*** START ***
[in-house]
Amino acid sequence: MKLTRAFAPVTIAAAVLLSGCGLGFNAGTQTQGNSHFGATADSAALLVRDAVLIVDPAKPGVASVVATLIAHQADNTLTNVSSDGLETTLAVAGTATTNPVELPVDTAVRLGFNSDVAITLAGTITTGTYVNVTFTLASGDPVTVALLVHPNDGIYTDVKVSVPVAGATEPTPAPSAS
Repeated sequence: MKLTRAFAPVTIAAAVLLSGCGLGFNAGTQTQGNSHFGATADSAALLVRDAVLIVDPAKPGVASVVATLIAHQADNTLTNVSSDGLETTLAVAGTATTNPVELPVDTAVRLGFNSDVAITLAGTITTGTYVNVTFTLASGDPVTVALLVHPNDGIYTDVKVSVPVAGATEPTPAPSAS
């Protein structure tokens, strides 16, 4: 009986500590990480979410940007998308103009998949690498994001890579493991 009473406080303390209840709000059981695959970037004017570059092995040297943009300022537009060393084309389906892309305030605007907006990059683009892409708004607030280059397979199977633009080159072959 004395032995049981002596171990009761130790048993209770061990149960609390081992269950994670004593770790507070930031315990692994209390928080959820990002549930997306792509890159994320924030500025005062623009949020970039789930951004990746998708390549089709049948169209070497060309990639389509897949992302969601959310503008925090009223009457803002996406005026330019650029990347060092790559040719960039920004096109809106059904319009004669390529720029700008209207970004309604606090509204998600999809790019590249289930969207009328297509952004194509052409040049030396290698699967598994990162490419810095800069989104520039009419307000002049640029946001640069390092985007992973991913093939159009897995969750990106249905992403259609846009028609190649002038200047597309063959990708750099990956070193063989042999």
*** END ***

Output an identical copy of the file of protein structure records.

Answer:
[in-house]
Amino acid sequence: MKLTRAFAPVTIAAAVLLSGCGLGFNAGTQTQGNSHFGATADSAALLVRDAVLIVDPAKPGVASVVATLIAHQADNTLTNVSSDGLETTLAVAGTATTNPVELPVDTAVRLGFNSDVAITLAGTITTGTYVNVTFTLASGDPVTVALLVHPNDGIYTDVKVSVPVAGATEPTPAPSAS
Repeated sequence: MKLTRAFAPVTIAAAVLLSGCGLGFNAGTQTQGNSHFGATADSAALLVRDAVLIVDPAKPGVASVVATLIAHQADNTLTNVSSDGLETTLAVAGTATTNPVELPVDTAVRLGFNSDVAITLAGTITTGTYVNVTFTLASGDPVTVALLVHPNDGIYTDVKVSVPVAGATEPTPAPSAS
């Protein structure tokens, strides 16, 4: 009986500590990480979410940007998308103009998949690498994001890579493991 009473406080303390209840709000059981695959970037004017570059092995040297943009300022537009060393084309389906892309305030605007907006990059683009892409708004607030280059397979199977633009080159072959 004395032995049981002596171990009761130790048993209770061990149960609390081992269950994670004593770790507070930031315990692994209390928080959820990002549930997306792509890159994320924030500025005062623009949020970039789930951004990746998708390549089709049948169209070497060309990639389509897949992302969601959310503008925090009223009457803002996406005026330019650029990347060092790559040719960039920004096109809106059904319009004669390529720029700008209207970004309604606090509204998600999809790019590249289930969207009328297509952004194509052409040049030396290698699967598994990162490419810095800069989104520039009419307000002049640029946001640069390092985007992973991913093939159009897995969750990106249905992403259609846009028609190649002038200047597309063959990708750099990956070193063989042999």